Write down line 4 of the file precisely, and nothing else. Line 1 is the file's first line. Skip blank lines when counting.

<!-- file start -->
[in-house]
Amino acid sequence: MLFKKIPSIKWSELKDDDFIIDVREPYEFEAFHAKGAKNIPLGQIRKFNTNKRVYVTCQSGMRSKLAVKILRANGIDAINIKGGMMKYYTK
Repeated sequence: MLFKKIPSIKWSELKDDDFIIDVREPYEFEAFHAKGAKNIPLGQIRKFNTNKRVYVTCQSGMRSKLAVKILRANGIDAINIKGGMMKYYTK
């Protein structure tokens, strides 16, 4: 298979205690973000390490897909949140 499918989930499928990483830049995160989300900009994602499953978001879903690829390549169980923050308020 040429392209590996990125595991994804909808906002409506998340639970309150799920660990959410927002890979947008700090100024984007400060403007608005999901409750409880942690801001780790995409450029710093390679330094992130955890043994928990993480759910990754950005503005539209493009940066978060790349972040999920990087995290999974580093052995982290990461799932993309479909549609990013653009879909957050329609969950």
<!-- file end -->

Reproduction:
């Protein structure tokens, strides 16, 4: 298979205690973000390490897909949140 499918989930499928990483830049995160989300900009994602499953978001879903690829390549169980923050308020 040429392209590996990125595991994804909808906002409506998340639970309150799920660990959410927002890979947008700090100024984007400060403007608005999901409750409880942690801001780790995409450029710093390679330094992130955890043994928990993480759910990754950005503005539209493009940066978060790349972040999920990087995290999974580093052995982290990461799932993309479909549609990013653009879909957050329609969950």